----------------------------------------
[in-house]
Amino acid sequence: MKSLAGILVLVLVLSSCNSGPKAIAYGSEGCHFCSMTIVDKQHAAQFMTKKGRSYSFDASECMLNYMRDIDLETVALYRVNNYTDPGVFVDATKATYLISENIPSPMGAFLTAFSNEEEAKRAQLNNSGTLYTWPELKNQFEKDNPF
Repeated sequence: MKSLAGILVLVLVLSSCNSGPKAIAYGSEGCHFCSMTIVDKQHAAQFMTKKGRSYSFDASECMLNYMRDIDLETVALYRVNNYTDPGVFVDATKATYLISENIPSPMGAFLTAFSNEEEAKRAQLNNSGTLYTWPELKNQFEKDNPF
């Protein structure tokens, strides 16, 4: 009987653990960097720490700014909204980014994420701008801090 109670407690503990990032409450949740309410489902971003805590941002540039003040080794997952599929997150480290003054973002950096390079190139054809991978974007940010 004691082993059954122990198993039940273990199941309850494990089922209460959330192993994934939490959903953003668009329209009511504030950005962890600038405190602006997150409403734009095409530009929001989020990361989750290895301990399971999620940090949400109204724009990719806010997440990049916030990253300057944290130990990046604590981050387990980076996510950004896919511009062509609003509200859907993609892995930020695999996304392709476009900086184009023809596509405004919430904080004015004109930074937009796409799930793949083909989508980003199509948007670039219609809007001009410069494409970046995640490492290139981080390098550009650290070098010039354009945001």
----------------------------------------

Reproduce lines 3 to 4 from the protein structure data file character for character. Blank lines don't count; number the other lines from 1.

Repeated sequence: MKSLAGILVLVLVLSSCNSGPKAIAYGSEGCHFCSMTIVDKQHAAQFMTKKGRSYSFDASECMLNYMRDIDLETVALYRVNNYTDPGVFVDATKATYLISENIPSPMGAFLTAFSNEEEAKRAQLNNSGTLYTWPELKNQFEKDNPF
């Protein structure tokens, strides 16, 4: 009987653990960097720490700014909204980014994420701008801090 109670407690503990990032409450949740309410489902971003805590941002540039003040080794997952599929997150480290003054973002950096390079190139054809991978974007940010 004691082993059954122990198993039940273990199941309850494990089922209460959330192993994934939490959903953003668009329209009511504030950005962890600038405190602006997150409403734009095409530009929001989020990361989750290895301990399971999620940090949400109204724009990719806010997440990049916030990253300057944290130990990046604590981050387990980076996510950004896919511009062509609003509200859907993609892995930020695999996304392709476009900086184009023809596509405004919430904080004015004109930074937009796409799930793949083909989508980003199509948007670039219609809007001009410069494409970046995640490492290139981080390098550009650290070098010039354009945001």